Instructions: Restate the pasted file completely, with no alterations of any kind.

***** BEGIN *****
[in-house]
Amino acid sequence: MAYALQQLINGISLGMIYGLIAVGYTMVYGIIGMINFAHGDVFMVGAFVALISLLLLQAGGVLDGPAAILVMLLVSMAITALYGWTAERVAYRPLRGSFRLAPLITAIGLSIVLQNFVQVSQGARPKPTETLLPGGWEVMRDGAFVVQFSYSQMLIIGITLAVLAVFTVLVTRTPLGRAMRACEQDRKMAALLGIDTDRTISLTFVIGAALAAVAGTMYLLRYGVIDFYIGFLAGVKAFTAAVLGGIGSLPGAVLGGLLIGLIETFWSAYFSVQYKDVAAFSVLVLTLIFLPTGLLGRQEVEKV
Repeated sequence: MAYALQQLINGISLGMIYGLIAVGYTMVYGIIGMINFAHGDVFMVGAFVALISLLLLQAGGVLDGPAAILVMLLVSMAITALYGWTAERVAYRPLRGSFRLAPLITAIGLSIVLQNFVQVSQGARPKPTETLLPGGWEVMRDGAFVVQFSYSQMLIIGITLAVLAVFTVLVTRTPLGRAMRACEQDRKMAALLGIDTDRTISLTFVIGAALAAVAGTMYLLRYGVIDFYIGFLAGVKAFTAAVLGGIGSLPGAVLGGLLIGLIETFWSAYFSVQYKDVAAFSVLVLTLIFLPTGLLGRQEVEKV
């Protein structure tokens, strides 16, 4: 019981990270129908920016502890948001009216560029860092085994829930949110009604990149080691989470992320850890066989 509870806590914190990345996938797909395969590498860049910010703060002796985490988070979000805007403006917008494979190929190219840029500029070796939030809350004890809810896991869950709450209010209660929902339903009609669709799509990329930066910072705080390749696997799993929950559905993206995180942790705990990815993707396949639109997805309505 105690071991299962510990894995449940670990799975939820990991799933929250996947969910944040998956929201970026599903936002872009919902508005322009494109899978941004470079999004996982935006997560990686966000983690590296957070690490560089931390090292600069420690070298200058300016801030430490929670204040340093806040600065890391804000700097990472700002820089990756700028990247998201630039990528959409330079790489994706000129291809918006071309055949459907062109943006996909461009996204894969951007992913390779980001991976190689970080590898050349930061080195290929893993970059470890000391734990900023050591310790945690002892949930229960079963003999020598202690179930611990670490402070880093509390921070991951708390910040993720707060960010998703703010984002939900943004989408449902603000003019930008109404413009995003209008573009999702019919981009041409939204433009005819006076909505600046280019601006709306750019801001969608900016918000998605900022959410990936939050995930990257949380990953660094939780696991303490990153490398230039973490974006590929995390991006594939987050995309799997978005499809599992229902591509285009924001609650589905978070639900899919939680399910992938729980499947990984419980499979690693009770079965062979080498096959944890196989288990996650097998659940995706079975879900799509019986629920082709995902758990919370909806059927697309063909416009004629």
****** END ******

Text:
[in-house]
Amino acid sequence: MAYALQQLINGISLGMIYGLIAVGYTMVYGIIGMINFAHGDVFMVGAFVALISLLLLQAGGVLDGPAAILVMLLVSMAITALYGWTAERVAYRPLRGSFRLAPLITAIGLSIVLQNFVQVSQGARPKPTETLLPGGWEVMRDGAFVVQFSYSQMLIIGITLAVLAVFTVLVTRTPLGRAMRACEQDRKMAALLGIDTDRTISLTFVIGAALAAVAGTMYLLRYGVIDFYIGFLAGVKAFTAAVLGGIGSLPGAVLGGLLIGLIETFWSAYFSVQYKDVAAFSVLVLTLIFLPTGLLGRQEVEKV
Repeated sequence: MAYALQQLINGISLGMIYGLIAVGYTMVYGIIGMINFAHGDVFMVGAFVALISLLLLQAGGVLDGPAAILVMLLVSMAITALYGWTAERVAYRPLRGSFRLAPLITAIGLSIVLQNFVQVSQGARPKPTETLLPGGWEVMRDGAFVVQFSYSQMLIIGITLAVLAVFTVLVTRTPLGRAMRACEQDRKMAALLGIDTDRTISLTFVIGAALAAVAGTMYLLRYGVIDFYIGFLAGVKAFTAAVLGGIGSLPGAVLGGLLIGLIETFWSAYFSVQYKDVAAFSVLVLTLIFLPTGLLGRQEVEKV
């Protein structure tokens, strides 16, 4: 019981990270129908920016502890948001009216560029860092085994829930949110009604990149080691989470992320850890066989 509870806590914190990345996938797909395969590498860049910010703060002796985490988070979000805007403006917008494979190929190219840029500029070796939030809350004890809810896991869950709450209010209660929902339903009609669709799509990329930066910072705080390749696997799993929950559905993206995180942790705990990815993707396949639109997805309505 105690071991299962510990894995449940670990799975939820990991799933929250996947969910944040998956929201970026599903936002872009919902508005322009494109899978941004470079999004996982935006997560990686966000983690590296957070690490560089931390090292600069420690070298200058300016801030430490929670204040340093806040600065890391804000700097990472700002820089990756700028990247998201630039990528959409330079790489994706000129291809918006071309055949459907062109943006996909461009996204894969951007992913390779980001991976190689970080590898050349930061080195290929893993970059470890000391734990900023050591310790945690002892949930229960079963003999020598202690179930611990670490402070880093509390921070991951708390910040993720707060960010998703703010984002939900943004989408449902603000003019930008109404413009995003209008573009999702019919981009041409939204433009005819006076909505600046280019601006709306750019801001969608900016918000998605900022959410990936939050995930990257949380990953660094939780696991303490990153490398230039973490974006590929995390991006594939987050995309799997978005499809599992229902591509285009924001609650589905978070639900899919939680399910992938729980499947990984419980499979690693009770079965062979080498096959944890196989288990996650097998659940995706079975879900799509019986629920082709995902758990919370909806059927697309063909416009004629």